When Adrian Wood received a call from the nurse's office, she was told that her child was in tears over jaw pain. The concerned mom spoke to her third-grade boy and asked if he wanted her to pick him up.
Despite the pain, the boy told his mom that he couldn't go home because of the EOGs (North Carolina End-of-Grade Tests). She quickly explained that his health comes first and of course he could leave school if needed. However, her child didn't see it that way. "If I don't pass, I won't go to fourth grade," the stressed child replied.
At this point, Adrian is more than over the pressure that these state tests put on young children and wants that weight to be lifted. This teary phone call reminded her of her older child last year before he took his state exams. Since then, she's spoken to the teacher, school principal, superintendent, and Governor Roy Cooper. She's also written to her senators, representatives, and state superintendent looking for answers about the benefits of these lengthy exams for young children.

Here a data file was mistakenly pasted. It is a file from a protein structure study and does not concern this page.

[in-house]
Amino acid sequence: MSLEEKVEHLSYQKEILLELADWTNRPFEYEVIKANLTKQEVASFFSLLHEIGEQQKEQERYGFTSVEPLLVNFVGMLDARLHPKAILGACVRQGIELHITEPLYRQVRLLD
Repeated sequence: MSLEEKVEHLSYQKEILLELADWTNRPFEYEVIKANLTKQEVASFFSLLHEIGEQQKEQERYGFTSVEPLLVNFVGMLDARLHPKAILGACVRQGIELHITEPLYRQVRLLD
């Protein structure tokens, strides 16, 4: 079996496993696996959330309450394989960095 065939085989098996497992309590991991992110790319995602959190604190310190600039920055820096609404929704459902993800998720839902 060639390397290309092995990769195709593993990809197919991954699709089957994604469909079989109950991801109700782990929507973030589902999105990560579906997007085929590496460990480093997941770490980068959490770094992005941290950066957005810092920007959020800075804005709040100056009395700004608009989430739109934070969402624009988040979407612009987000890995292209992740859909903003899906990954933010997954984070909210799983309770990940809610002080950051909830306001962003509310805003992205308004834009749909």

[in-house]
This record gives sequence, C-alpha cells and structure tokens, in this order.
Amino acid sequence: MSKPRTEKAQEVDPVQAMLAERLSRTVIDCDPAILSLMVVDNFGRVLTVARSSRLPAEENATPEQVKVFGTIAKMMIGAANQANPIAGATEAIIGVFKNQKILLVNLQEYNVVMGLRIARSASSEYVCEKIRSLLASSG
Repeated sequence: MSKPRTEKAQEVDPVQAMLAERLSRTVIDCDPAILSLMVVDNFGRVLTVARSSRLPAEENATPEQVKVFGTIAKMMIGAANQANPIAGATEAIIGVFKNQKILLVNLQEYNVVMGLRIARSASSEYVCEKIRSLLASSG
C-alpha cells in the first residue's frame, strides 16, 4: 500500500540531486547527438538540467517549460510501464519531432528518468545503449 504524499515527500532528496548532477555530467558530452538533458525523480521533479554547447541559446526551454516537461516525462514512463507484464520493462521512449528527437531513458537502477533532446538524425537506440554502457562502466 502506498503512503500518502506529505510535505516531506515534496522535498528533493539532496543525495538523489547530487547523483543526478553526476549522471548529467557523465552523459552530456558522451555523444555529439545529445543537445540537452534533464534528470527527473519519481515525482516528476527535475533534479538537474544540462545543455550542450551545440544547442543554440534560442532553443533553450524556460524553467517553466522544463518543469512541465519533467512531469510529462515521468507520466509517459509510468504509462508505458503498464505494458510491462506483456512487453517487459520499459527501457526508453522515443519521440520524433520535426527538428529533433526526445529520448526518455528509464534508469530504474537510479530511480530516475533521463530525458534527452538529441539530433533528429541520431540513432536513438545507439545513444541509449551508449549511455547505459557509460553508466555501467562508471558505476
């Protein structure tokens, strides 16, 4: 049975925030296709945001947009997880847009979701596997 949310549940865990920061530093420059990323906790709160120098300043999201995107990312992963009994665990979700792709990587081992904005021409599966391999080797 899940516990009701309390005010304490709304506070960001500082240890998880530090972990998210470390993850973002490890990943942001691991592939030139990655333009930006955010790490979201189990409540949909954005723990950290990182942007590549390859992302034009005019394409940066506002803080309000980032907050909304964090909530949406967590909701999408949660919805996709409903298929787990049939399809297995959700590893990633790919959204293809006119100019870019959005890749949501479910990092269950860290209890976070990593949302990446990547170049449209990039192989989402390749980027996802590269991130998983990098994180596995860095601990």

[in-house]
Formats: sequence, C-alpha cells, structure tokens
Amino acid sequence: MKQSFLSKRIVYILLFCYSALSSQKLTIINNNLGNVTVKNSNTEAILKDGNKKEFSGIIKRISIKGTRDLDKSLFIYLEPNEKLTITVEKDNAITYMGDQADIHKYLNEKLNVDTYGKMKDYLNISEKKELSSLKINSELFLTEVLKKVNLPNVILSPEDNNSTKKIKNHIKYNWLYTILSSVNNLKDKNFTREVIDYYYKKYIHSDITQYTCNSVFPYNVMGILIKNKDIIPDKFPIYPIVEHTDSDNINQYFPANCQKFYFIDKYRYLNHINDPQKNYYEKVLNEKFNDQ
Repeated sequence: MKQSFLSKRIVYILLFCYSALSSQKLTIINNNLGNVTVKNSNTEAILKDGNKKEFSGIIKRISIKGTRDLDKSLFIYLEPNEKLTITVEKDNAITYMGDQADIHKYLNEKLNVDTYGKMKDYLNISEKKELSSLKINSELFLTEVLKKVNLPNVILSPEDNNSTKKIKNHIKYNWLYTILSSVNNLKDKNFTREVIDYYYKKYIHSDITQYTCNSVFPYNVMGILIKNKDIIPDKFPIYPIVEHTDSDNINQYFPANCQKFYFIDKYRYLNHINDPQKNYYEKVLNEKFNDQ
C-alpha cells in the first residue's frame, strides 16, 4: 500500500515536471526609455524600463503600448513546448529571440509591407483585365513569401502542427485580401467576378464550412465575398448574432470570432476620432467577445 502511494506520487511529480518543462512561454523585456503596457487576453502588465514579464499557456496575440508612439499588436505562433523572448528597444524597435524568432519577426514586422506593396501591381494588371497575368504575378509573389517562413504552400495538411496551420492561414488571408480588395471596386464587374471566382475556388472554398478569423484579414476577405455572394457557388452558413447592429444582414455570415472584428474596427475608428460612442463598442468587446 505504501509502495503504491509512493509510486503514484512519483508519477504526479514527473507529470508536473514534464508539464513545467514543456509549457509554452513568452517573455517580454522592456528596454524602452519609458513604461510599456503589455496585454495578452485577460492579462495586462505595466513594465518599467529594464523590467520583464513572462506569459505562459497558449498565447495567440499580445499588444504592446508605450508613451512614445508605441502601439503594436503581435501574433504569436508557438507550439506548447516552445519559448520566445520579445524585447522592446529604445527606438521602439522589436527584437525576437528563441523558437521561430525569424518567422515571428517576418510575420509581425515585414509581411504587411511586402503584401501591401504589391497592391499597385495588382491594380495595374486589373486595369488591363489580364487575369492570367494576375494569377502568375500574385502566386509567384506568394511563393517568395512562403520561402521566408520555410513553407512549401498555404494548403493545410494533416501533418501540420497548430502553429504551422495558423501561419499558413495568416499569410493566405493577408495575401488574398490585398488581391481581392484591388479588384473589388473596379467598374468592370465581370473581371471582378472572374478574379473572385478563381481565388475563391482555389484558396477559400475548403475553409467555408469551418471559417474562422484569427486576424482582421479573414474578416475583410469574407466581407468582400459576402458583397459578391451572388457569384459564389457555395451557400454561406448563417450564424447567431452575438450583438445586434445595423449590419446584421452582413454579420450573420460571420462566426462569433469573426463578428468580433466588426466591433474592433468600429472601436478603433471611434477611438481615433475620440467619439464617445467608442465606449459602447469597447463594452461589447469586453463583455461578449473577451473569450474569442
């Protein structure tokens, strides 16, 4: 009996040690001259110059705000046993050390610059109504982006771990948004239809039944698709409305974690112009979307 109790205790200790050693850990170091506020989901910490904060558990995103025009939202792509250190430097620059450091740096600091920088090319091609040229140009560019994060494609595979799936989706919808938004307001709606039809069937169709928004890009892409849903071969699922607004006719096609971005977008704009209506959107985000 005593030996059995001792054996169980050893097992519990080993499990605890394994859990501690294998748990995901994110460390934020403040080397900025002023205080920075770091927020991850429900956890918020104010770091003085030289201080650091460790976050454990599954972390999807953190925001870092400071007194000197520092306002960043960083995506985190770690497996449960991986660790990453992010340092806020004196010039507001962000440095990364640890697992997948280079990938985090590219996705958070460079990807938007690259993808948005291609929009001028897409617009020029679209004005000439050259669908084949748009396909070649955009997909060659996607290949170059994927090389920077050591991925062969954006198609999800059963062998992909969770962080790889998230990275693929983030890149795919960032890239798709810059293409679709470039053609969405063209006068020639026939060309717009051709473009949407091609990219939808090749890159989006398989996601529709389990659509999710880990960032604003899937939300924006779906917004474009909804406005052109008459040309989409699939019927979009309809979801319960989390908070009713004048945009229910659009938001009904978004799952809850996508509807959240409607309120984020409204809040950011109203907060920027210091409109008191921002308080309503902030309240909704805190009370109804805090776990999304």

"Just today, I spoke quite a while to First Lady Cooper's chief of staff who interestingly enough refuses to allow her children to participate in North Carolina EOGs," she wrote in an impassioned post on Facebook. "I can't find one person that praises them or offers valuable benefits. I hear about showing growth, but who gives a sh*t?"
Adrian made a plea to the general public to share their thoughts and experiences with anyone willing to listen — and especially those who don't want to hear it. "Use your voice to speak for our children and our teachers," she wrote. "Tell me how EOGs and the pressure they bring benefit my family. What message are we sending to our children? How will they remember the days of elementary school? Will they remember the awesome teachers that nurtured them or will they only remember those tests? Tests that had little to do with amazing schools."